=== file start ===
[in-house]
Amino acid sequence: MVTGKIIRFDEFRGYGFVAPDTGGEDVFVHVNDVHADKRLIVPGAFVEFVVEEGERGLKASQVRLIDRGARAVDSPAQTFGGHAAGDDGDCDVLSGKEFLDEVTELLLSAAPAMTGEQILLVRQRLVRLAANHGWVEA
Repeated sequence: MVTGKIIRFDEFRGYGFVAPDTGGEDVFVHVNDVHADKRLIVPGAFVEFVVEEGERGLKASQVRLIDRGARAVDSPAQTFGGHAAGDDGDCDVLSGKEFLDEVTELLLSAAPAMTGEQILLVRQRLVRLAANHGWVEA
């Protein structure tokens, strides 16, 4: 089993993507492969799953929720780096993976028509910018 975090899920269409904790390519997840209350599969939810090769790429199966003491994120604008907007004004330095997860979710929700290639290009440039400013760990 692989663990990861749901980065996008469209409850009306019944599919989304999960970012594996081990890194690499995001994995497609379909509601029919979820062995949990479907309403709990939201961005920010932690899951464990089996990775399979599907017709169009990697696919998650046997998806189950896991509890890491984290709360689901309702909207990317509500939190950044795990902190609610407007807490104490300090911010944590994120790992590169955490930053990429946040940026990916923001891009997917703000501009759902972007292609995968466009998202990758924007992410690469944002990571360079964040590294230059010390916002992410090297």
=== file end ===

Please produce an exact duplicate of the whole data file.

[in-house]
Amino acid sequence: MVTGKIIRFDEFRGYGFVAPDTGGEDVFVHVNDVHADKRLIVPGAFVEFVVEEGERGLKASQVRLIDRGARAVDSPAQTFGGHAAGDDGDCDVLSGKEFLDEVTELLLSAAPAMTGEQILLVRQRLVRLAANHGWVEA
Repeated sequence: MVTGKIIRFDEFRGYGFVAPDTGGEDVFVHVNDVHADKRLIVPGAFVEFVVEEGERGLKASQVRLIDRGARAVDSPAQTFGGHAAGDDGDCDVLSGKEFLDEVTELLLSAAPAMTGEQILLVRQRLVRLAANHGWVEA
């Protein structure tokens, strides 16, 4: 089993993507492969799953929720780096993976028509910018 975090899920269409904790390519997840209350599969939810090769790429199966003491994120604008907007004004330095997860979710929700290639290009440039400013760990 692989663990990861749901980065996008469209409850009306019944599919989304999960970012594996081990890194690499995001994995497609379909509601029919979820062995949990479907309403709990939201961005920010932690899951464990089996990775399979599907017709169009990697696919998650046997998806189950896991509890890491984290709360689901309702909207990317509500939190950044795990902190609610407007807490104490300090911010944590994120790992590169955490930053990429946040940026990916923001891009997917703000501009759902972007292609995968466009998202990758924007992410690469944002990571360079964040590294230059010390916002992410090297």